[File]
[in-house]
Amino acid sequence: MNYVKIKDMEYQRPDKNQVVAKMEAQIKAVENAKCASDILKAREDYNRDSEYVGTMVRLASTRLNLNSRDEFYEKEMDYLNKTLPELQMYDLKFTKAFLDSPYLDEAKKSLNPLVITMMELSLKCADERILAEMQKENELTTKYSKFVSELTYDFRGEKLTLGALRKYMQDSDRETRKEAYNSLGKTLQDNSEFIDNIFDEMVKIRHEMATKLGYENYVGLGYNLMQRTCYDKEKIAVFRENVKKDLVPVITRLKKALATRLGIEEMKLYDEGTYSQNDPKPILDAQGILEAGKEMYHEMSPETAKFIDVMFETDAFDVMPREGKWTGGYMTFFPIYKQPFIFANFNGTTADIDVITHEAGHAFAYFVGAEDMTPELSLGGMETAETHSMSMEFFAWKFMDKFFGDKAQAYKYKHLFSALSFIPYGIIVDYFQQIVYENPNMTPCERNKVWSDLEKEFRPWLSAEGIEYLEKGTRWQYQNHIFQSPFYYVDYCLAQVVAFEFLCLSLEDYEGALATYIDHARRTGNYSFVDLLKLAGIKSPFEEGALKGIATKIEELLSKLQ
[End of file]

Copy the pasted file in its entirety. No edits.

[in-house]
Amino acid sequence: MNYVKIKDMEYQRPDKNQVVAKMEAQIKAVENAKCASDILKAREDYNRDSEYVGTMVRLASTRLNLNSRDEFYEKEMDYLNKTLPELQMYDLKFTKAFLDSPYLDEAKKSLNPLVITMMELSLKCADERILAEMQKENELTTKYSKFVSELTYDFRGEKLTLGALRKYMQDSDRETRKEAYNSLGKTLQDNSEFIDNIFDEMVKIRHEMATKLGYENYVGLGYNLMQRTCYDKEKIAVFRENVKKDLVPVITRLKKALATRLGIEEMKLYDEGTYSQNDPKPILDAQGILEAGKEMYHEMSPETAKFIDVMFETDAFDVMPREGKWTGGYMTFFPIYKQPFIFANFNGTTADIDVITHEAGHAFAYFVGAEDMTPELSLGGMETAETHSMSMEFFAWKFMDKFFGDKAQAYKYKHLFSALSFIPYGIIVDYFQQIVYENPNMTPCERNKVWSDLEKEFRPWLSAEGIEYLEKGTRWQYQNHIFQSPFYYVDYCLAQVVAFEFLCLSLEDYEGALATYIDHARRTGNYSFVDLLKLAGIKSPFEEGALKGIATKIEELLSKLQ